The People of Detroit is the recipient of a grant from The Knight Foundation and CEOs for Cities.
The People of Detroit Portraiture Project is an ambassador for life in Detroit. It is a curated tour of life in the automotive capital of the world, guided by the inimitable artistic and sociological perspective of one of its native sons.
The mission of TPOD is to use vivid portraiture accompanied by earnest, engaging essays to reform the popular notion of what it means to live in Detroit.
By doing so, TPOD exists to stimulate Detroit-directed investment, retain and attract residency, and serve as a counterbalance to national and global media coverage fixated on despair and disrepair in the storied city.
The project was founded in April 2010 by photographer and Detroit-native Noah Stephens. Since its inception, the project has received local, national, and international attention:
- A portrait from TPOD was featured in a Bloomberg BusinessWeek article.
- The project's founder was briefly featured in the first episode of the three-part Discovery Channel documentary “Detroit in Overdrive”
- In February of 2011, a creative director in China saw TPOD on flickr.com and hired the founder to shoot an eight-portrait ad campaign in Shanghai for McDonald's Corporation.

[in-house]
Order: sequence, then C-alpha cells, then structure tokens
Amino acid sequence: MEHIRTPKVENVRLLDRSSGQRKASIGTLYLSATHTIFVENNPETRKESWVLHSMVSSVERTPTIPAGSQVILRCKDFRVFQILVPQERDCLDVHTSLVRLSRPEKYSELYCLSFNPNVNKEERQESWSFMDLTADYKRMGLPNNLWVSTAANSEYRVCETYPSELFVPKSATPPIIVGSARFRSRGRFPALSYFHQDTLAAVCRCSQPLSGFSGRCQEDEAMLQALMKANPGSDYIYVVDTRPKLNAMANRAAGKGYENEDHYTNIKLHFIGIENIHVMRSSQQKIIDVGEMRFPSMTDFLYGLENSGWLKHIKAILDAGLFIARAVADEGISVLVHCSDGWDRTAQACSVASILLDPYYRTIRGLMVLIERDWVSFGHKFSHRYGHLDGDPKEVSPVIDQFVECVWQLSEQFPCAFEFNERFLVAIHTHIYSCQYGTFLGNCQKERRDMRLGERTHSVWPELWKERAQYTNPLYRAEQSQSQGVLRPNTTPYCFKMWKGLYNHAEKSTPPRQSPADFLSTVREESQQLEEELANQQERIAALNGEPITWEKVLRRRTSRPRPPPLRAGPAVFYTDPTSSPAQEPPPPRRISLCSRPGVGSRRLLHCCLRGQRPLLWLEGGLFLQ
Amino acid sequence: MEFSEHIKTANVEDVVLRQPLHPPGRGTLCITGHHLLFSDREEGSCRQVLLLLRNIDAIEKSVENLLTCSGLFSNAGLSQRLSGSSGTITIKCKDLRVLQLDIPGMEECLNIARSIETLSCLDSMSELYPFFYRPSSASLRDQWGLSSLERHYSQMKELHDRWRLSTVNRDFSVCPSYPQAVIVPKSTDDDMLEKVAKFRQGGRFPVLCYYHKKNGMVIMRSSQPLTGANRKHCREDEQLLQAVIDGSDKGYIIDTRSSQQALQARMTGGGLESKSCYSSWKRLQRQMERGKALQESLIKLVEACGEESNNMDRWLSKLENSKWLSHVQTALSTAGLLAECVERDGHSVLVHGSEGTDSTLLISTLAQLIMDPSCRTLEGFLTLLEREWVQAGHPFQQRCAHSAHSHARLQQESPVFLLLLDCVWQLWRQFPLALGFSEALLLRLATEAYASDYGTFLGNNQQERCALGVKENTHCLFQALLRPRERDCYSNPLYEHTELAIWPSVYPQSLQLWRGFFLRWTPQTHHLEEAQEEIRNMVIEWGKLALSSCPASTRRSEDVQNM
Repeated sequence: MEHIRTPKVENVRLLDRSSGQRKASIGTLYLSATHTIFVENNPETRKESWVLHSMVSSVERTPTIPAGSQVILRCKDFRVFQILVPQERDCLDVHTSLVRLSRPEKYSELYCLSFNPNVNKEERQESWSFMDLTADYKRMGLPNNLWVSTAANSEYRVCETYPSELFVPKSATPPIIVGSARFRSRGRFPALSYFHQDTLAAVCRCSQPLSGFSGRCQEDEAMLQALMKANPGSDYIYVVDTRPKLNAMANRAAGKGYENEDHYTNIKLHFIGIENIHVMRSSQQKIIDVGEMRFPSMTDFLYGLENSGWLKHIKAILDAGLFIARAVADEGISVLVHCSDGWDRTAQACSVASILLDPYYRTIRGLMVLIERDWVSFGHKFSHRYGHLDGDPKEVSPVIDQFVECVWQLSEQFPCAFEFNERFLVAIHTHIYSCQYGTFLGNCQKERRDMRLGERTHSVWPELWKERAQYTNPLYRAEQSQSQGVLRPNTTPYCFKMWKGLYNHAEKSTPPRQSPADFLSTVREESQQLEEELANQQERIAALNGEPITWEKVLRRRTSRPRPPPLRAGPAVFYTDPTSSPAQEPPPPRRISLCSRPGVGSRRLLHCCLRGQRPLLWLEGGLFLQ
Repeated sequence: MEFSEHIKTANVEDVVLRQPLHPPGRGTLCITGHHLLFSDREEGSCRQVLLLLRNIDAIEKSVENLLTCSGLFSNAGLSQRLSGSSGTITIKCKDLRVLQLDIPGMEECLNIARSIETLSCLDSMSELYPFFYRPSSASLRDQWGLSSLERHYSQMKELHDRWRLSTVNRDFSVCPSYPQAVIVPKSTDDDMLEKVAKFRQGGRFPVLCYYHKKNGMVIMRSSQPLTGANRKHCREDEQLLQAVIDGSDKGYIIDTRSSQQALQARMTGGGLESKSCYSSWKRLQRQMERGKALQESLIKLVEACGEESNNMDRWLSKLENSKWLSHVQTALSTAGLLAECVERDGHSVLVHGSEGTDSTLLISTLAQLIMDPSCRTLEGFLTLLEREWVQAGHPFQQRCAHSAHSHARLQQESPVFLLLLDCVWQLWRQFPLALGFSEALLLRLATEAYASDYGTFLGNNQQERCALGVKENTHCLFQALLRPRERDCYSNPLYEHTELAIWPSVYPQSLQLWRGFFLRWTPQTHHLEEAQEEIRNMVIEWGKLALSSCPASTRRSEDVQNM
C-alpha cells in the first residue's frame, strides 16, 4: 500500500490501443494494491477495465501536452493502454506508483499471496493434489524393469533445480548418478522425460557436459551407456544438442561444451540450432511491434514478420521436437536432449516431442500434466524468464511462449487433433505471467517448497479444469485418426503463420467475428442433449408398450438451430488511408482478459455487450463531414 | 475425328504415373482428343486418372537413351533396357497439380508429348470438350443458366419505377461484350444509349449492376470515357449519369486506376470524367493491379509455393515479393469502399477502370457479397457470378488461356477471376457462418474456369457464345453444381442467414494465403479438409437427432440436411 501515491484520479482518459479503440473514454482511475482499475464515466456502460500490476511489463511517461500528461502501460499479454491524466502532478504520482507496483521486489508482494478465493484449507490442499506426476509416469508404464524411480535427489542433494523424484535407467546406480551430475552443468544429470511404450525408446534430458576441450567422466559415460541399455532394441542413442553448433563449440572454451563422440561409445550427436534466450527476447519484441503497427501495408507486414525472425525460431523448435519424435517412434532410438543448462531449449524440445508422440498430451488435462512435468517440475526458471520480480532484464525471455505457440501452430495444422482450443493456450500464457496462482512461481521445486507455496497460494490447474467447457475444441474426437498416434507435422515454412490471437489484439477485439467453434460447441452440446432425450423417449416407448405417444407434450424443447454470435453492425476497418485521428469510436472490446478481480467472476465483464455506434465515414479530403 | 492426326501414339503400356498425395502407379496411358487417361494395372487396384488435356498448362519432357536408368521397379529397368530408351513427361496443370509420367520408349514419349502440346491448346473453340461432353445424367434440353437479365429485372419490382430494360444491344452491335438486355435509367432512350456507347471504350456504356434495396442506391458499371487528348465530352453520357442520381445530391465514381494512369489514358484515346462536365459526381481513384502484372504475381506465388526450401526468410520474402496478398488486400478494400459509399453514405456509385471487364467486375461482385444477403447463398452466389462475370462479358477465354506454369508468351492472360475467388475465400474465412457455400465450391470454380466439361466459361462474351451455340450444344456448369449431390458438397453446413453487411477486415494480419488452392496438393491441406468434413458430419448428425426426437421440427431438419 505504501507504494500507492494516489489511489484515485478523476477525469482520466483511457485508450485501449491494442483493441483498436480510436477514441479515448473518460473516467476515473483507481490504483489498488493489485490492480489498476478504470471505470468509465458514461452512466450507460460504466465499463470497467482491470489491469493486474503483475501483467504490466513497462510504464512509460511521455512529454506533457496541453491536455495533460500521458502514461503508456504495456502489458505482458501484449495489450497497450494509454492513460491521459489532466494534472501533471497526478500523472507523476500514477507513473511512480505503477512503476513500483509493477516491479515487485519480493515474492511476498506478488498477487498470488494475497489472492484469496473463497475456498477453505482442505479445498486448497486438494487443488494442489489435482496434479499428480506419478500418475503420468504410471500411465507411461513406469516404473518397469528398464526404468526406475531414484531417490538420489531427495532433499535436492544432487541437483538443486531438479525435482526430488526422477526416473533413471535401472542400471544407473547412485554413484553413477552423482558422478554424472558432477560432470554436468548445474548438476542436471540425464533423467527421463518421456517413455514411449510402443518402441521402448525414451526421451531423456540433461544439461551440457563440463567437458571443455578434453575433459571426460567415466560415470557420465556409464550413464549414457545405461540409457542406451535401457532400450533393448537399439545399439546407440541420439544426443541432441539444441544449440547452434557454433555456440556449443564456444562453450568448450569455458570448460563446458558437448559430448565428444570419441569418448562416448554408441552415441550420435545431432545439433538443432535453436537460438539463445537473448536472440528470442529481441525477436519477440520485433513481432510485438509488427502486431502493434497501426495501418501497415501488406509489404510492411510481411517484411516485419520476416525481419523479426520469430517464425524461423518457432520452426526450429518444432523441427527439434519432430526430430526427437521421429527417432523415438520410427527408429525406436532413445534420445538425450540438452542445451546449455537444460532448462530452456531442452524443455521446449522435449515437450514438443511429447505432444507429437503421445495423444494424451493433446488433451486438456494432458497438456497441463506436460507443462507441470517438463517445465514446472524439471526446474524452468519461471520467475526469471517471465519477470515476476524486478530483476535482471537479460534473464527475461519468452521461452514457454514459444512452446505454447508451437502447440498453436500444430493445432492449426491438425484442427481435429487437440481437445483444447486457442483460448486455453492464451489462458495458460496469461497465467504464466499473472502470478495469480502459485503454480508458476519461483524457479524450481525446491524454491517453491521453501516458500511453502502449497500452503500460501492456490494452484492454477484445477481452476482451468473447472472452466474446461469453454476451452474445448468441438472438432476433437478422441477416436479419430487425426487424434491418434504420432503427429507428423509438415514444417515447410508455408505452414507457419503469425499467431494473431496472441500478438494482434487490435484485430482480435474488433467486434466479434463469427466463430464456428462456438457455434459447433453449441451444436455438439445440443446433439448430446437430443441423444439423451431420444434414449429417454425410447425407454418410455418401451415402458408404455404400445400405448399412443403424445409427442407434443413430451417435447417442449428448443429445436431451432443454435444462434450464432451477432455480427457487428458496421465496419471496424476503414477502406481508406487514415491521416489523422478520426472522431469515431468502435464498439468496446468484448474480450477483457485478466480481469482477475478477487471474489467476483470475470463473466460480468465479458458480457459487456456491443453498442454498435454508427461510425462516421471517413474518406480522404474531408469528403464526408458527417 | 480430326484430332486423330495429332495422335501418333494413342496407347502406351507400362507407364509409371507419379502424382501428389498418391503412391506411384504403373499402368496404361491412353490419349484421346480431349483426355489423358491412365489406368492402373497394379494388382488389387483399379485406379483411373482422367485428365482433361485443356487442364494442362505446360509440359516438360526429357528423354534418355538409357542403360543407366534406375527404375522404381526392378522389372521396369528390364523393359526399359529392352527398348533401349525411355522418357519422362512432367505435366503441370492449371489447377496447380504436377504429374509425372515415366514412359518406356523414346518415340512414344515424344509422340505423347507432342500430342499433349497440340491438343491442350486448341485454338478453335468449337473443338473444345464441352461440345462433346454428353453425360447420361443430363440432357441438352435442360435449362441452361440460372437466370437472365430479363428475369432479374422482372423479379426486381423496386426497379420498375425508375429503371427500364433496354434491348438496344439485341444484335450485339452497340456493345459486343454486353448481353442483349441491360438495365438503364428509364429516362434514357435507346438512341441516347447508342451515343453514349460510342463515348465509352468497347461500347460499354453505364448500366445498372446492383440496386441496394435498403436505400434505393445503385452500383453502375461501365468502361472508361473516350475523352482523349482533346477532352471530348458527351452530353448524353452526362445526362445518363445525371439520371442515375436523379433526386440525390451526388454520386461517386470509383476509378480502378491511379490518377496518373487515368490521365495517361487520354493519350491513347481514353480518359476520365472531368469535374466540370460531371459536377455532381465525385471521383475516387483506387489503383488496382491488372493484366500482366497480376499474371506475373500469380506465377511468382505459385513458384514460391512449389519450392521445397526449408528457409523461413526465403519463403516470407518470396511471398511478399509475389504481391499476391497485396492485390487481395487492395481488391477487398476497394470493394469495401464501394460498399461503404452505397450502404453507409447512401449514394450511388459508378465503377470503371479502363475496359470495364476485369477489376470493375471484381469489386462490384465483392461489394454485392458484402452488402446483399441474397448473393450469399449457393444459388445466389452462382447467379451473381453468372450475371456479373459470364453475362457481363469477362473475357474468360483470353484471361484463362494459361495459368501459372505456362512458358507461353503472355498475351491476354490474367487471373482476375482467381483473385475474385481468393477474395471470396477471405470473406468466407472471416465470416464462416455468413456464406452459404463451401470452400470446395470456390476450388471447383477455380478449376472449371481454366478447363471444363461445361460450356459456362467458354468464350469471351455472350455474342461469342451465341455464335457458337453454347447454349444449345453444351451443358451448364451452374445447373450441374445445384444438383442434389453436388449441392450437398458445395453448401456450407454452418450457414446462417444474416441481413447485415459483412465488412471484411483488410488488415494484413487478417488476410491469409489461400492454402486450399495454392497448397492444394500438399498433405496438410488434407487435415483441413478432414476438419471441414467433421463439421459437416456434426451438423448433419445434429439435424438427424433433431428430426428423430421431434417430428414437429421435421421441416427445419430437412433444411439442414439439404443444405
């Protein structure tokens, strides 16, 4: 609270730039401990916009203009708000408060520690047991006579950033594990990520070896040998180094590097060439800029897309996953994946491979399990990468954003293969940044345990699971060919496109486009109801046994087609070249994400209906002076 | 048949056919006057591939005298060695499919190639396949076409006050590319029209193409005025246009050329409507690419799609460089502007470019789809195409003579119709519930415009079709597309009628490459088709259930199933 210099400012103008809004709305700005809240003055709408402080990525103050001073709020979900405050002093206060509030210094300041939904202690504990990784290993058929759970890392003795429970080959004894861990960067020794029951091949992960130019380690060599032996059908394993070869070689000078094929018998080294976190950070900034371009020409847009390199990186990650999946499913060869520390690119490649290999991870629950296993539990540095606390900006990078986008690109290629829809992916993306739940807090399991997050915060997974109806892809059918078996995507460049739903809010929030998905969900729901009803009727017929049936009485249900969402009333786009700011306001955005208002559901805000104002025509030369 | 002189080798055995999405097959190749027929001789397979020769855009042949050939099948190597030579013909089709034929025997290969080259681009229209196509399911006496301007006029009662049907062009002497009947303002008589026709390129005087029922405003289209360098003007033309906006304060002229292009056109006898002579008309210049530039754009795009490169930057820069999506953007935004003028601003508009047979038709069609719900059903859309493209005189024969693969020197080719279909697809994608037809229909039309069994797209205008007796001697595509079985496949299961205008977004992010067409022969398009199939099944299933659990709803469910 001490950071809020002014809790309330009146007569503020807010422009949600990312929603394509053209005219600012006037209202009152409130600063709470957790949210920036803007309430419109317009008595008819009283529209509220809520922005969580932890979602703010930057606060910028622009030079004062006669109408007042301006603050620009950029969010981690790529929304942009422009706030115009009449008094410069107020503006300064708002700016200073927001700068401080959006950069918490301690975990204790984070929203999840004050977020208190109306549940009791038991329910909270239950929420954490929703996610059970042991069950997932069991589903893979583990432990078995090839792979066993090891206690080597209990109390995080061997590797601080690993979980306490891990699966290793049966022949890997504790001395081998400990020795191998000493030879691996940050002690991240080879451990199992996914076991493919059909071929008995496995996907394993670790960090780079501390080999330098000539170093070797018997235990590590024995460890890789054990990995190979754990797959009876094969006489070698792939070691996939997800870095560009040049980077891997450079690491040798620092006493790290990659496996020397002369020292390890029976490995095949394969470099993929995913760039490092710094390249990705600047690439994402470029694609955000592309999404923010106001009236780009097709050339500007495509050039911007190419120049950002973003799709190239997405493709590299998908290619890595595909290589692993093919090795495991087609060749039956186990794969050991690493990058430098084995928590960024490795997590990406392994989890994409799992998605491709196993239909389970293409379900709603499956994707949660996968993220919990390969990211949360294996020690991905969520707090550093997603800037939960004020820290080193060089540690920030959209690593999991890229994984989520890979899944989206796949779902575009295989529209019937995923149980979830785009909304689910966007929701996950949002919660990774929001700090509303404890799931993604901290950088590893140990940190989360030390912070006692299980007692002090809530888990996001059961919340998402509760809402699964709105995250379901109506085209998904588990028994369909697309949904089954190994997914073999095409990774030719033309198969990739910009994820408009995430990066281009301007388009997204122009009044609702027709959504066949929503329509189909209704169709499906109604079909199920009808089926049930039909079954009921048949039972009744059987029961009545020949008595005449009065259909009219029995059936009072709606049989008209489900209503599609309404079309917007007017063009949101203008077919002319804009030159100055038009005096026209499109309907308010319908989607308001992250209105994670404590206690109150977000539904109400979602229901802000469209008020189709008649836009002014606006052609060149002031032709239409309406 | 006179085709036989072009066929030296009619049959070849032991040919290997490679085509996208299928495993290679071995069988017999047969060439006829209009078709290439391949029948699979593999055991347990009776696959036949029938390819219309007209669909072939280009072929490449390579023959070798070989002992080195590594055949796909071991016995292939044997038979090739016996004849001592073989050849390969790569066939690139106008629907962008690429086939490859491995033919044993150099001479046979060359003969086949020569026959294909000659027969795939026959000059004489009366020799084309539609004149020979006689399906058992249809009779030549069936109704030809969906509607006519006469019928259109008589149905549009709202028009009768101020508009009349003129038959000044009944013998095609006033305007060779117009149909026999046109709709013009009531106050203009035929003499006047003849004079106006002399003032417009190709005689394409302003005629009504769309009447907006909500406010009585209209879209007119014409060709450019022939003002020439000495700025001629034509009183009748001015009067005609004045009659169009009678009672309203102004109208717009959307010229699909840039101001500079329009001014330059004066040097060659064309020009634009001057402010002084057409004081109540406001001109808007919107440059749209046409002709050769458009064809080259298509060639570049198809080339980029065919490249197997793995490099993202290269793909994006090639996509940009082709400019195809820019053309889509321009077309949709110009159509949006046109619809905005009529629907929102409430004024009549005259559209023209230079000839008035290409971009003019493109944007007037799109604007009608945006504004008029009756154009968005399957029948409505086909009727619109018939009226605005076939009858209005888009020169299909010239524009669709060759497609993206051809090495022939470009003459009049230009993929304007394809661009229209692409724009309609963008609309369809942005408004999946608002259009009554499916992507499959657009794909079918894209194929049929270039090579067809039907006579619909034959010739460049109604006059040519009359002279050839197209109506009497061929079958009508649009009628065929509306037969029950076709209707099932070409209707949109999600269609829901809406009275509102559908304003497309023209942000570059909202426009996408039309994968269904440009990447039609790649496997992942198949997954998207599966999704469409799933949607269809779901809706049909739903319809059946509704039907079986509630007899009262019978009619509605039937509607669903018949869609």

The project continues to capture the imagination of a global audience. In early 2012, a high school student in Melbourne, Australia posted about the project on his tumblr blog:Impetus
"I’ve never been to Detroit, but ‘The People of Detroit’, a wonderful photo blog by Detroit-based photographer Noah Stephens should give you a look into what the people of Detroit are like."
- Jeremy Lui | A Pony for President
Posts like Jeremy's speak to TPOD's unique ability to influence how people think about Detroit.
Noah started The People of Detroit after seeing a Dateline NBC special on the city. The special profiled a man who shot, ate, and sold raccoon meat. The implication being, of course, that things are so dire in Detroit that raccoon meat had become a sort of post-apocalyptic staple food.
Noah grew up on welfare in the city. He'd never eaten raccoon. No one he knew ate raccoon.
The Dateline story is endemic in media coverage of the city. Its often times accurate (there is in fact a man who sells raccoon meat in the city), but it's rarely representative (most people in Detroit have never eaten raccoon).
Noah founded TPOD to chronicle the intelligent, attractive, industrious, talented people who enliven the city and make it a place he is happy to call home.
"I hope TPOD continues to be a candid, earnest look into life in this city. TPOD forces people who have never been here; people who grew up here, went to college and never returned; current residents of the city proper and residents of the metropolitan area to re-imagine what it means to be a Detroiter. Thank you for looking in on the project. Please take a moment to leave a comment or two."
Additional information: Media Coverage